The San Blas Therapeutic Community run by Caritas was recently in the news as it marked the graduation of 14 residents who successfully completed a drug rehabilitation programme.

While, days like these bring about joy and happiness as these ‘graduates’ have managed to start a new life thanks to this institution run by the Church, the other side of the coin is that drug addiction and substance abuse have reached unprecedent high levels. Unfortunately, even Caritas Director Anthony Gatt warned that this is not the time to bask in glory due to the unenviable high records being registered. No less that 765 people sought Caritas’ help last year, half of whom had a cocaine addiction – the highest ever proportion recorded. A further 21% sought treatment for heroin addiction and 17% for cannabis. There were 233 cases which resulted in the use of residential facilities, while Caritas provided assistance to 491 relatives of these addicts.

In his address, the Caritas director did not mince his words to express concern on Malta’s drug culture. Undoubtedly, we are now starting to face the reality of government’s decision to legalise cannabis consumption, amid complaints that this substance is being consumed in public, in spite of the legal prohibition, which apparently is only on paper. Cocaine abuse is also going rife.

“We have even seen advertising on bus stops, and schoolteachers feel they are waging a losing battle when children are well aware that they can legally smoke cannabis at 18,” the Caritas director remarked.  

Meanwhile, just two days after this graduation event Malta Today reported that Paceville has become an “unchecked marketplace” for drugs with the streets akin to “a bazaar of all sorts of drugs, including the latest fad of laughing gas balloons for a quick high”.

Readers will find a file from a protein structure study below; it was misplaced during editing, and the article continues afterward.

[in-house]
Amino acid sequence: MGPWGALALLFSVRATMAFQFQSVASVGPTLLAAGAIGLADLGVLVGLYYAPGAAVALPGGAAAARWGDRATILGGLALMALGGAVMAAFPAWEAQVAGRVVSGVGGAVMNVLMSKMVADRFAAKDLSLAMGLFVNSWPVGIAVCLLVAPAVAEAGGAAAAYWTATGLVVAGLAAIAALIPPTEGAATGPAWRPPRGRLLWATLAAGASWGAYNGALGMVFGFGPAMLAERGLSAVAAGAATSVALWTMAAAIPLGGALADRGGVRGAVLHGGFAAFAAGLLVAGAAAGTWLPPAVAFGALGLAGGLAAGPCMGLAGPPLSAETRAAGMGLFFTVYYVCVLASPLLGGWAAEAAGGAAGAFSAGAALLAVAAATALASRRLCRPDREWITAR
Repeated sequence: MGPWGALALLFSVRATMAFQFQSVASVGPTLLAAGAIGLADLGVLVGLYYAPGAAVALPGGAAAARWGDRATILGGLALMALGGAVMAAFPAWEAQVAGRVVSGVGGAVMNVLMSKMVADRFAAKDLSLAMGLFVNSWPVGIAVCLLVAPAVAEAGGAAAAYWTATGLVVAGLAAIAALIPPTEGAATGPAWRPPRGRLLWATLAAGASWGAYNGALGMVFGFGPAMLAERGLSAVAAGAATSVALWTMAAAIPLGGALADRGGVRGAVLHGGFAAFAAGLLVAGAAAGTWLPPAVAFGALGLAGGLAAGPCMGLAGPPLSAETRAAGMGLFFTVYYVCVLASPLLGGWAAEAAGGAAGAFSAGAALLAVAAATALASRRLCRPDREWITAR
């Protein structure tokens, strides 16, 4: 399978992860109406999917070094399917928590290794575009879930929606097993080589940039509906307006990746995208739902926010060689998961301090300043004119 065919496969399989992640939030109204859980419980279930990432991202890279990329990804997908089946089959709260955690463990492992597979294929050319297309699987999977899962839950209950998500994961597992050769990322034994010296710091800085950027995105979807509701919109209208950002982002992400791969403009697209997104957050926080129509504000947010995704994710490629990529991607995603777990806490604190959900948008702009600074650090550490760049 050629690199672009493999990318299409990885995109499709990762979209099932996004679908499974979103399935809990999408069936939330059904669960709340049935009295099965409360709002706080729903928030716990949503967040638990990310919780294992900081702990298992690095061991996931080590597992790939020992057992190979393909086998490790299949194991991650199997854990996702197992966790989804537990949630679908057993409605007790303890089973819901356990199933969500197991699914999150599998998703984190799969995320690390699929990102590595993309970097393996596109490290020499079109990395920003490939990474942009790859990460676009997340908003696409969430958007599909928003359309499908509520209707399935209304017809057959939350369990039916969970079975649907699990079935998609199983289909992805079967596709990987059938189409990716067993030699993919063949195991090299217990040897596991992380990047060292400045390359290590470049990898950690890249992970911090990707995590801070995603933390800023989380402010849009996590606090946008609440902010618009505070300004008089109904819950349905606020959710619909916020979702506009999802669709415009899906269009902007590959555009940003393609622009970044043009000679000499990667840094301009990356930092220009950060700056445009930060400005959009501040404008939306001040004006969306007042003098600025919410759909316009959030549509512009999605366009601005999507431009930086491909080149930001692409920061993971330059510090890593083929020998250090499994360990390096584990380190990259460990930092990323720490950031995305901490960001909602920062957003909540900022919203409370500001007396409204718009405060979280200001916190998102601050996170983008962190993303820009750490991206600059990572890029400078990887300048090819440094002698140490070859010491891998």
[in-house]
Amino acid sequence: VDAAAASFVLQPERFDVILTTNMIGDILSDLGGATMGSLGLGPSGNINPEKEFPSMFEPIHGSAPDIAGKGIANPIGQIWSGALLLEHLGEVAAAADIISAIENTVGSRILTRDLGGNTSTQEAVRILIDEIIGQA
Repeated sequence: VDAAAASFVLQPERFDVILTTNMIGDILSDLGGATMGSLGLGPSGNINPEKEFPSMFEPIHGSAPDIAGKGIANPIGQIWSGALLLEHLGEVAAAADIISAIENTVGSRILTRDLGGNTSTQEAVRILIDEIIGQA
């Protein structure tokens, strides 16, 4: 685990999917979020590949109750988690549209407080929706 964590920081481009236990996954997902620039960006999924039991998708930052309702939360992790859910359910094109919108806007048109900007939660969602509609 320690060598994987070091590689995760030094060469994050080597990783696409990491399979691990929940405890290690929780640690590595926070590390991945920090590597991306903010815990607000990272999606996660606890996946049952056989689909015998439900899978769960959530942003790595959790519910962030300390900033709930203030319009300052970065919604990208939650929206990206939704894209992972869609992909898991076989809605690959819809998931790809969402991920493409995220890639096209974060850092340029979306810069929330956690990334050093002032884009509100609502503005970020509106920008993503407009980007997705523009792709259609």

The situation on the ground was exposed during an undercover operation which did not require any effort. The search for drug vendors was no operation at all, as it was a dealer who came up to sell a selection of prohibited substances including cocaine. These operations, in the presence of several other drug dealers were carried out in what seemed to be complete impunity. The report noted that there was no police officer in sight, but to give enforcers the benefit of the doubt, let us not exclude the possibility that plain clothes policemen were present.

The mind boggles further after government announced plans to introduce random drug testing for motorists while making emphasis there would be zero tolerance for illicit drugs. Reading between the lines, one could infer such statement as meaning that as long as you stick to cannabis it is not as bad. While testing for substance abuse to prevent loss of lives on our roads should have been introduced years ago, this measure can never be reconciled with the legalisation of cannabis. It seems now we are reacting to problems we created ourselves, problems which experts in the fight against drugs had warned us about. In reality, it seems we have created a fine mess.

As the Caritas director remarked “our misfortune is that we will need to work harder to solve the problem we have created ourselves”.